June 24, 2018
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Calling all farmers for the 2017 USDA census of agriculture

Micky Bedell | BDN
Micky Bedell | BDN
Nanne Kennedy walks through her pastures looking for her sheep to run them back to the barn for the evening at her farm in Washington, Maine, in this August 2016 file photo.
By Abigail Curtis, BDN Staff

AUGUSTA, Maine — Are you a farmer? If you are, even on a tiny scale, it’s a safe bet that the United States Department of Agriculture is looking for you.

Every five years, the federal agency’s National Agricultural Statistics Service conducts a census of agriculture, the country’s leading source of facts and figures about farms, ranches and the people who operate them.

“It’s the one standardized scientific overview of agriculture in the United States,” John Bott, the director of communications for the Maine Department of Agriculture, Conservation and Forestry, said Wednesday. “We use it to try and see where we are as a state.”

For the 2017 census, all farmers or ranchers are asked to participate, even if their agricultural enterprise is quite small. The census considers an operation to be a farm if it sells or normally would sell $1,000 or more in agricultural products every year. That’s a low bar, Bott said, adding that it’s possible some of those smaller producers might not realize that they count a farmers, too.

“There could be a lot of people out there doing honey or something, having farm stands, who meet the threshold,” he said. “They should do the survey.”

Thanks to the census of agriculture, Mainers have learned in the last decade or so that we are bucking a national trend and increasing rather than decreasing our land in agriculture, Bott said. In the 2012 census, which was released in 2014, the state also learned that it was attracting more young farmers than other places in the country. The number of farmers age 34 and younger in Maine grew by nearly 40 percent in the five years between 2007 and 2012, compared with an increase of just 1.5 percent in the country as a whole.

“We’re bucking the trend,” Bott said, adding that he expects the next census to show a continued growth in Maine agriculture. “I think we’re overall on the upswing. But you have to bear in mind that with agriculture, some things are always up and some things are always down.”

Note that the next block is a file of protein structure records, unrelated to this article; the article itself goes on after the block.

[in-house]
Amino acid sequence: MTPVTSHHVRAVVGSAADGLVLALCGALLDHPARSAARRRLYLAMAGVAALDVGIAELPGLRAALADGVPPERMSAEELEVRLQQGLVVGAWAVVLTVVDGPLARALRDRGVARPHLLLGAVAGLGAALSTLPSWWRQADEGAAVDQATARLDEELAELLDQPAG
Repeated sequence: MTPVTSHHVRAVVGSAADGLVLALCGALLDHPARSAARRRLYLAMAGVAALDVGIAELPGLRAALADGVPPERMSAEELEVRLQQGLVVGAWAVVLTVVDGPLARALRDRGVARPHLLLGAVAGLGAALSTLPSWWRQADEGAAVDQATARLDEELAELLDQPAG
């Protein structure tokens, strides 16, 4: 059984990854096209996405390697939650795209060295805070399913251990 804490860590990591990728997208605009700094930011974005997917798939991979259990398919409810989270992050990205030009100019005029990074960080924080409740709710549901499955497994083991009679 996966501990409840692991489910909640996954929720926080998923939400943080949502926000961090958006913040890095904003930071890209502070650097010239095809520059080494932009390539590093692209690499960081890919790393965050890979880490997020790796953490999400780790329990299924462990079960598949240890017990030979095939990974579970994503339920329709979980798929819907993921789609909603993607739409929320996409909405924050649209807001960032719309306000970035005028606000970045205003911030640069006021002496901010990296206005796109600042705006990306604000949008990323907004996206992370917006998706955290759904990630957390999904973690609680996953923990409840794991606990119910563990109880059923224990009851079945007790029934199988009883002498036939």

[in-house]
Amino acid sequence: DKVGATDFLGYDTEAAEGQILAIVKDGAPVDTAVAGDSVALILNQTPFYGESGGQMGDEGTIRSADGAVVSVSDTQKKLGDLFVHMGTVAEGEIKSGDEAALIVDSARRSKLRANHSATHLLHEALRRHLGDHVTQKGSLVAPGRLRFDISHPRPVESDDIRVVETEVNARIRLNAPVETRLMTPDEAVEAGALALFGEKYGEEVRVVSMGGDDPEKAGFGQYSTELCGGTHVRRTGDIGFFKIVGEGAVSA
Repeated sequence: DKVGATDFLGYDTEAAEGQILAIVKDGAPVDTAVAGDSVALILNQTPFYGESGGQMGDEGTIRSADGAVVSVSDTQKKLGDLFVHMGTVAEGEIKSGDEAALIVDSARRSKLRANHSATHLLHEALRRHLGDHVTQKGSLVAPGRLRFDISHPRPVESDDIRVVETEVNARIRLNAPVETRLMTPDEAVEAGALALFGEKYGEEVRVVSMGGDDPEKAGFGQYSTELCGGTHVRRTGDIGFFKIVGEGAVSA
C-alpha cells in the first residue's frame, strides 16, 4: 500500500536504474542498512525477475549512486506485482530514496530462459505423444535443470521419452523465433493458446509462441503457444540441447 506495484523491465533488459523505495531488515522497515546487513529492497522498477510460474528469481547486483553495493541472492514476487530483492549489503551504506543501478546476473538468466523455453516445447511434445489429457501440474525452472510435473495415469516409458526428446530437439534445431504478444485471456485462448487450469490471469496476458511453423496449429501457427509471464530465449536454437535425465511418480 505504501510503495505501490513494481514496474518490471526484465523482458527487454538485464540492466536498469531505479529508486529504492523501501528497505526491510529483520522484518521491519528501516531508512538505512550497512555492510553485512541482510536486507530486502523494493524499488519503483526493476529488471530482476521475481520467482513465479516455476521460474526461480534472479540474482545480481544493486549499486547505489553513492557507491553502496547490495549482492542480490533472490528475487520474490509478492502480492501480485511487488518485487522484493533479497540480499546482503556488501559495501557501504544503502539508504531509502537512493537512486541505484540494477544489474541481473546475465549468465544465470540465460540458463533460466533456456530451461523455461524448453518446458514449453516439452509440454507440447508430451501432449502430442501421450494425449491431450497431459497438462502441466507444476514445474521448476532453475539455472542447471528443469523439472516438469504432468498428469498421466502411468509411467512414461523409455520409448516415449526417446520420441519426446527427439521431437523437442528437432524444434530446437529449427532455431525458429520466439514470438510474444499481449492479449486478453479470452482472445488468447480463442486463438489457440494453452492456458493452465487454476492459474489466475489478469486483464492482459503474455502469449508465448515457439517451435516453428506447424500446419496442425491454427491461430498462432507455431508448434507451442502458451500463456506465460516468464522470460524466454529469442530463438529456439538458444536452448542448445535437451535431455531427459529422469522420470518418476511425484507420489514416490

One of the areas that hasn’t been growing is dairy farms, he said. Although milk production has remained relatively stable over the years, the number of dairy farms in the state has been shrinking as the industry has struggled.

Still, overall, the agriculture news that has come from the census has been good.

Bott said after the 2012 census, the state learned that agritourism had increased nearly 80 percent, and that the market value of agricultural products in Maine had grown by 24 percent. One interesting piece of information gleaned from the 2012 census, though, is that about 10 percent of farms in Maine produce 90 percent of gross agricultural sales. That means that many of the state’s more than 8,000 farms are small — and that’s why it’s so important to have as many of those small farms participate in the census as possible.

“It’s important to the future of farming,” Bott said.

If farmers have previously received a census of agriculture or survey questionnaire from the National Agricultural Statistics Service, they should receive the 2017 questionnaire by late December 2017 or January 2018. If they have not previously received the census questionnaire, they are asked to provide contact information at agcounts.usda.gov/cgi-bin/counts/.


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